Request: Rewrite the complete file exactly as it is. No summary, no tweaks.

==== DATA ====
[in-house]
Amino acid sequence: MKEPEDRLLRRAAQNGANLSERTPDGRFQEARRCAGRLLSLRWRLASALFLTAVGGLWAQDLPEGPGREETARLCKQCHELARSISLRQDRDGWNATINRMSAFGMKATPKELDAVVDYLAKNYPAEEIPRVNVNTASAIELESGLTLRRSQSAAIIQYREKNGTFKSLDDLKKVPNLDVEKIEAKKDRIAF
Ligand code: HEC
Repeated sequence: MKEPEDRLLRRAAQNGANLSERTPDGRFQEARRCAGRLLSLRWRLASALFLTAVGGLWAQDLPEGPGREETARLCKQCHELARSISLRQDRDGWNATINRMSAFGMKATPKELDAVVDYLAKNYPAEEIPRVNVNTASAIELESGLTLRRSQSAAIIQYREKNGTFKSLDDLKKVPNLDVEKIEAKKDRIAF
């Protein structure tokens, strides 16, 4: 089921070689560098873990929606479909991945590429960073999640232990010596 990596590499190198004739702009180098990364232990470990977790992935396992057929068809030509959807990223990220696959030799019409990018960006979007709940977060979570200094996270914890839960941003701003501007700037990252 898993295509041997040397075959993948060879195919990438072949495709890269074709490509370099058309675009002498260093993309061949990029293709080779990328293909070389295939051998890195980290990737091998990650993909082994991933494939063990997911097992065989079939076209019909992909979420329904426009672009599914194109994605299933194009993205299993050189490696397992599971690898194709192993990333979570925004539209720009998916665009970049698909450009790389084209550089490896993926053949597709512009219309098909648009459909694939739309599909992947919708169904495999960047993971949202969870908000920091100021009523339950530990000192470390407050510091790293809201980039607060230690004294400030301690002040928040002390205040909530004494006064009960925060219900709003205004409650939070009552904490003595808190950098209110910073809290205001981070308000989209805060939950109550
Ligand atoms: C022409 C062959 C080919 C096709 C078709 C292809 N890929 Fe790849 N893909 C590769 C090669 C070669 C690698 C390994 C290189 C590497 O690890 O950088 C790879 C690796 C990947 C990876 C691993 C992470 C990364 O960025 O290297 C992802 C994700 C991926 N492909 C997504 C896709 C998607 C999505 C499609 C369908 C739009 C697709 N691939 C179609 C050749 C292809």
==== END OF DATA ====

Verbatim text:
[in-house]
Amino acid sequence: MKEPEDRLLRRAAQNGANLSERTPDGRFQEARRCAGRLLSLRWRLASALFLTAVGGLWAQDLPEGPGREETARLCKQCHELARSISLRQDRDGWNATINRMSAFGMKATPKELDAVVDYLAKNYPAEEIPRVNVNTASAIELESGLTLRRSQSAAIIQYREKNGTFKSLDDLKKVPNLDVEKIEAKKDRIAF
Ligand code: HEC
Repeated sequence: MKEPEDRLLRRAAQNGANLSERTPDGRFQEARRCAGRLLSLRWRLASALFLTAVGGLWAQDLPEGPGREETARLCKQCHELARSISLRQDRDGWNATINRMSAFGMKATPKELDAVVDYLAKNYPAEEIPRVNVNTASAIELESGLTLRRSQSAAIIQYREKNGTFKSLDDLKKVPNLDVEKIEAKKDRIAF
């Protein structure tokens, strides 16, 4: 089921070689560098873990929606479909991945590429960073999640232990010596 990596590499190198004739702009180098990364232990470990977790992935396992057929068809030509959807990223990220696959030799019409990018960006979007709940977060979570200094996270914890839960941003701003501007700037990252 898993295509041997040397075959993948060879195919990438072949495709890269074709490509370099058309675009002498260093993309061949990029293709080779990328293909070389295939051998890195980290990737091998990650993909082994991933494939063990997911097992065989079939076209019909992909979420329904426009672009599914194109994605299933194009993205299993050189490696397992599971690898194709192993990333979570925004539209720009998916665009970049698909450009790389084209550089490896993926053949597709512009219309098909648009459909694939739309599909992947919708169904495999960047993971949202969870908000920091100021009523339950530990000192470390407050510091790293809201980039607060230690004294400030301690002040928040002390205040909530004494006064009960925060219900709003205004409650939070009552904490003595808190950098209110910073809290205001981070308000989209805060939950109550
Ligand atoms: C022409 C062959 C080919 C096709 C078709 C292809 N890929 Fe790849 N893909 C590769 C090669 C070669 C690698 C390994 C290189 C590497 O690890 O950088 C790879 C690796 C990947 C990876 C691993 C992470 C990364 O960025 O290297 C992802 C994700 C991926 N492909 C997504 C896709 C998607 C999505 C499609 C369908 C739009 C697709 N691939 C179609 C050749 C292809």